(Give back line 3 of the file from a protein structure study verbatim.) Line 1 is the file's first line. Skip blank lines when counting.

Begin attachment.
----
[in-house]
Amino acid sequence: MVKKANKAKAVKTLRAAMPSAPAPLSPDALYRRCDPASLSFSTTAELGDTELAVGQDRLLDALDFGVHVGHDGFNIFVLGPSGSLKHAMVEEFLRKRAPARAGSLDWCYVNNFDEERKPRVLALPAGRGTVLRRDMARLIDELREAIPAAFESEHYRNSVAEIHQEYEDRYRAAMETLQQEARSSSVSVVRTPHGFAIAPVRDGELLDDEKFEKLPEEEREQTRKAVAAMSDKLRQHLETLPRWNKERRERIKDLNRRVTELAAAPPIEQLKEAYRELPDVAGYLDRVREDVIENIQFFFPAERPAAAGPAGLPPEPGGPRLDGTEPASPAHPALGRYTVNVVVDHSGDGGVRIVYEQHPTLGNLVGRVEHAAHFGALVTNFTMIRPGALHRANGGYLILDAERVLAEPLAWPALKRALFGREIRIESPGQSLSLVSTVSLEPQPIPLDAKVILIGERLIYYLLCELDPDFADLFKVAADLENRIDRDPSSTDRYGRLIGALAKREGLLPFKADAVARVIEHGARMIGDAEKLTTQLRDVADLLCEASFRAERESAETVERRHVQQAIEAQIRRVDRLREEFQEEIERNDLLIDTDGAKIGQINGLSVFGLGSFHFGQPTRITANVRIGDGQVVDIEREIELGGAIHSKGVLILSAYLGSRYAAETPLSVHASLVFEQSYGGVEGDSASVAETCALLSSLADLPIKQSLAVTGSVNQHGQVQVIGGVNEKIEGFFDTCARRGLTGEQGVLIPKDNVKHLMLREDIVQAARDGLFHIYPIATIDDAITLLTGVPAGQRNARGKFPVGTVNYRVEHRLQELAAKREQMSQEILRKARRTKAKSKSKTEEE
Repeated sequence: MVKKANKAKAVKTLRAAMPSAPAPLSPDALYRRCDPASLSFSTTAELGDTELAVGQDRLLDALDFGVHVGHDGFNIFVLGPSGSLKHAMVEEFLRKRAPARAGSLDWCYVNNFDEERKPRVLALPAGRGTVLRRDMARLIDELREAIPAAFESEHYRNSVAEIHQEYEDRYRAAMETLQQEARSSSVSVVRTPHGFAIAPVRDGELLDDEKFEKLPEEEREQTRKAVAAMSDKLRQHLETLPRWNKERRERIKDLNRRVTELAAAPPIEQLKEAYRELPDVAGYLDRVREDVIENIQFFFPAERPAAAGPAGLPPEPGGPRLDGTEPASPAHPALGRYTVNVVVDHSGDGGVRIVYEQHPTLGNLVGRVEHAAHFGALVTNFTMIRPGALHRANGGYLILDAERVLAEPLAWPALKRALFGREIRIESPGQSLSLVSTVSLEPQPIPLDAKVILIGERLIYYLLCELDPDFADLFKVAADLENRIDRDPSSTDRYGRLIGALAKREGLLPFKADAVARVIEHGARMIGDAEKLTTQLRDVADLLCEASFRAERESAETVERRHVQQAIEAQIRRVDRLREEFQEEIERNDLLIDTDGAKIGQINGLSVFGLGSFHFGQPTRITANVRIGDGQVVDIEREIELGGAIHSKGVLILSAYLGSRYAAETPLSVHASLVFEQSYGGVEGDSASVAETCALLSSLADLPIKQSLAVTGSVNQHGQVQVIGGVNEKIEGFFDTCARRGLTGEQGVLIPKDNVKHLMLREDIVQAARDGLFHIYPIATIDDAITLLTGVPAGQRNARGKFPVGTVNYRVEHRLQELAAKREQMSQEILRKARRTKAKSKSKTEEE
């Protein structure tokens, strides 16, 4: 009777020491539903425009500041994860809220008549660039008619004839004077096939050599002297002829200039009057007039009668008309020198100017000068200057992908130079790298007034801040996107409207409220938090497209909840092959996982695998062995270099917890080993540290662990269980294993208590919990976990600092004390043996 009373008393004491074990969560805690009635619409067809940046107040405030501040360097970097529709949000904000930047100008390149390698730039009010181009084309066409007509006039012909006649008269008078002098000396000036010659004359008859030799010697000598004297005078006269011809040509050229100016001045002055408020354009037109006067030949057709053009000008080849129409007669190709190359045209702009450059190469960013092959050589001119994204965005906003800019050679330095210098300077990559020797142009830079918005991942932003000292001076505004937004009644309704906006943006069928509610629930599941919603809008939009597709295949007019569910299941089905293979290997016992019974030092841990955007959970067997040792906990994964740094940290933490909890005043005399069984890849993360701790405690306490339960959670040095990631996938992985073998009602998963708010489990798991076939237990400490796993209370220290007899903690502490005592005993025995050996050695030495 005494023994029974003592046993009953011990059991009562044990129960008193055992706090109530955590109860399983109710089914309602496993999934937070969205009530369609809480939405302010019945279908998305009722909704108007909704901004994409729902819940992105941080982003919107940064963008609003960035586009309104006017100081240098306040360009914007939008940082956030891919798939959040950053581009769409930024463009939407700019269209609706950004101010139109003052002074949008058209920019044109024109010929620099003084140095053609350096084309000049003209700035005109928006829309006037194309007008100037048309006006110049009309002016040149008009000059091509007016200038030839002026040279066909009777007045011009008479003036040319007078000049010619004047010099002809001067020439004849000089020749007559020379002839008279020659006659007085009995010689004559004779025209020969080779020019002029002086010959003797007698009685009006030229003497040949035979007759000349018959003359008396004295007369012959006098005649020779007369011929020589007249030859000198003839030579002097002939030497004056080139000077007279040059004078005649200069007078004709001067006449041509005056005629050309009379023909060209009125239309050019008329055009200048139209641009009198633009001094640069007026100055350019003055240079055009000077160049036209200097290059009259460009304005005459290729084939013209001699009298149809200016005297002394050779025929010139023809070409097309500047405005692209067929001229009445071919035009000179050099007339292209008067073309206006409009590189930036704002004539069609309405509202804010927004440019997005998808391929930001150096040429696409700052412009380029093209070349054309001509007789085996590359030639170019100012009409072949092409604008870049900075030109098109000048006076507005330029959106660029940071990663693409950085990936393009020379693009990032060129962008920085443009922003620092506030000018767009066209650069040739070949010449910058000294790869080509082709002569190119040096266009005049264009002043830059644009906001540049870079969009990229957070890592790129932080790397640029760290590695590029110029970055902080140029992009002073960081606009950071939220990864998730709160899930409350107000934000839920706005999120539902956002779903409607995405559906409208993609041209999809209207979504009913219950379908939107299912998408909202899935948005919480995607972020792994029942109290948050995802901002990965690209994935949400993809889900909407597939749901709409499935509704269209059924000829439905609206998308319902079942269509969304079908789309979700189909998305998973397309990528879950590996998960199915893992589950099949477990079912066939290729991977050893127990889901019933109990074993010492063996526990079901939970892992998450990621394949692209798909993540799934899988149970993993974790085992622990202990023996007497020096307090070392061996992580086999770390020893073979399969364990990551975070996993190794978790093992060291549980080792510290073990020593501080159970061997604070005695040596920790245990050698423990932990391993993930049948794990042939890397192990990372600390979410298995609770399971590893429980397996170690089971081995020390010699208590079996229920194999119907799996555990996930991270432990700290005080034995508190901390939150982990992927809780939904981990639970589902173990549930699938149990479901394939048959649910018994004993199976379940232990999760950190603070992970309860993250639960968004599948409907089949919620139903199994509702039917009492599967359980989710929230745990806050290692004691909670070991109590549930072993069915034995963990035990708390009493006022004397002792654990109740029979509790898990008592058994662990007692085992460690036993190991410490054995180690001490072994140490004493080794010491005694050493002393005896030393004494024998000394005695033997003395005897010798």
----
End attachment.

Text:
Repeated sequence: MVKKANKAKAVKTLRAAMPSAPAPLSPDALYRRCDPASLSFSTTAELGDTELAVGQDRLLDALDFGVHVGHDGFNIFVLGPSGSLKHAMVEEFLRKRAPARAGSLDWCYVNNFDEERKPRVLALPAGRGTVLRRDMARLIDELREAIPAAFESEHYRNSVAEIHQEYEDRYRAAMETLQQEARSSSVSVVRTPHGFAIAPVRDGELLDDEKFEKLPEEEREQTRKAVAAMSDKLRQHLETLPRWNKERRERIKDLNRRVTELAAAPPIEQLKEAYRELPDVAGYLDRVREDVIENIQFFFPAERPAAAGPAGLPPEPGGPRLDGTEPASPAHPALGRYTVNVVVDHSGDGGVRIVYEQHPTLGNLVGRVEHAAHFGALVTNFTMIRPGALHRANGGYLILDAERVLAEPLAWPALKRALFGREIRIESPGQSLSLVSTVSLEPQPIPLDAKVILIGERLIYYLLCELDPDFADLFKVAADLENRIDRDPSSTDRYGRLIGALAKREGLLPFKADAVARVIEHGARMIGDAEKLTTQLRDVADLLCEASFRAERESAETVERRHVQQAIEAQIRRVDRLREEFQEEIERNDLLIDTDGAKIGQINGLSVFGLGSFHFGQPTRITANVRIGDGQVVDIEREIELGGAIHSKGVLILSAYLGSRYAAETPLSVHASLVFEQSYGGVEGDSASVAETCALLSSLADLPIKQSLAVTGSVNQHGQVQVIGGVNEKIEGFFDTCARRGLTGEQGVLIPKDNVKHLMLREDIVQAARDGLFHIYPIATIDDAITLLTGVPAGQRNARGKFPVGTVNYRVEHRLQELAAKREQMSQEILRKARRTKAKSKSKTEEE